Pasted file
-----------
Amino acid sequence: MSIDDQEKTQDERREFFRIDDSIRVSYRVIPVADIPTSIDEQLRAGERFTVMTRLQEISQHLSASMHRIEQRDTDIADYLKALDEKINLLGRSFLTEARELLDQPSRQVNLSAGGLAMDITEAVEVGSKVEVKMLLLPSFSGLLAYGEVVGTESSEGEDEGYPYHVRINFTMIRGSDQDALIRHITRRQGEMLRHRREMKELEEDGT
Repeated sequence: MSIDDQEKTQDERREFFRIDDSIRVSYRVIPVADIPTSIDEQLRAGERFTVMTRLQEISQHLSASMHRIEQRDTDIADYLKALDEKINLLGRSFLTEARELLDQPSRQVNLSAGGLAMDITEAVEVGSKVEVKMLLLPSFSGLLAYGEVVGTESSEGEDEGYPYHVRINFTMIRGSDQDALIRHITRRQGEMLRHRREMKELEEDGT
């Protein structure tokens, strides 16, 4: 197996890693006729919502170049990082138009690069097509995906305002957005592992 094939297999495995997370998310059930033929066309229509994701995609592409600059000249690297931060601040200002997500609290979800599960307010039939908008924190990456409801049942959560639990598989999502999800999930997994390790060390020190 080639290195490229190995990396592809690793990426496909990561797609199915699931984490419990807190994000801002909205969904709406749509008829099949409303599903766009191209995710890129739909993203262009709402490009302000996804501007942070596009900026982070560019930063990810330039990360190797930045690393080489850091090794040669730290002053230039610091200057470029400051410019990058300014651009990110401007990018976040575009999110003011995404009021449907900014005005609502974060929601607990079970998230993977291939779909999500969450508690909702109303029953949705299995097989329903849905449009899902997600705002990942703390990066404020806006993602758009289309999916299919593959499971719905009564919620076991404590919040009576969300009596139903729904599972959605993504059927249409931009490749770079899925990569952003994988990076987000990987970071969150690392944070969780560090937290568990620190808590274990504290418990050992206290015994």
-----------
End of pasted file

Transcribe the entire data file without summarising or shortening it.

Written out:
Amino acid sequence: MSIDDQEKTQDERREFFRIDDSIRVSYRVIPVADIPTSIDEQLRAGERFTVMTRLQEISQHLSASMHRIEQRDTDIADYLKALDEKINLLGRSFLTEARELLDQPSRQVNLSAGGLAMDITEAVEVGSKVEVKMLLLPSFSGLLAYGEVVGTESSEGEDEGYPYHVRINFTMIRGSDQDALIRHITRRQGEMLRHRREMKELEEDGT
Repeated sequence: MSIDDQEKTQDERREFFRIDDSIRVSYRVIPVADIPTSIDEQLRAGERFTVMTRLQEISQHLSASMHRIEQRDTDIADYLKALDEKINLLGRSFLTEARELLDQPSRQVNLSAGGLAMDITEAVEVGSKVEVKMLLLPSFSGLLAYGEVVGTESSEGEDEGYPYHVRINFTMIRGSDQDALIRHITRRQGEMLRHRREMKELEEDGT
């Protein structure tokens, strides 16, 4: 197996890693006729919502170049990082138009690069097509995906305002957005592992 094939297999495995997370998310059930033929066309229509994701995609592409600059000249690297931060601040200002997500609290979800599960307010039939908008924190990456409801049942959560639990598989999502999800999930997994390790060390020190 080639290195490229190995990396592809690793990426496909990561797609199915699931984490419990807190994000801002909205969904709406749509008829099949409303599903766009191209995710890129739909993203262009709402490009302000996804501007942070596009900026982070560019930063990810330039990360190797930045690393080489850091090794040669730290002053230039610091200057470029400051410019990058300014651009990110401007990018976040575009999110003011995404009021449907900014005005609502974060929601607990079970998230993977291939779909999500969450508690909702109303029953949705299995097989329903849905449009899902997600705002990942703390990066404020806006993602758009289309999916299919593959499971719905009564919620076991404590919040009576969300009596139903729904599972959605993504059927249409931009490749770079899925990569952003994988990076987000990987970071969150690392944070969780560090937290568990620190808590274990504290418990050992206290015994």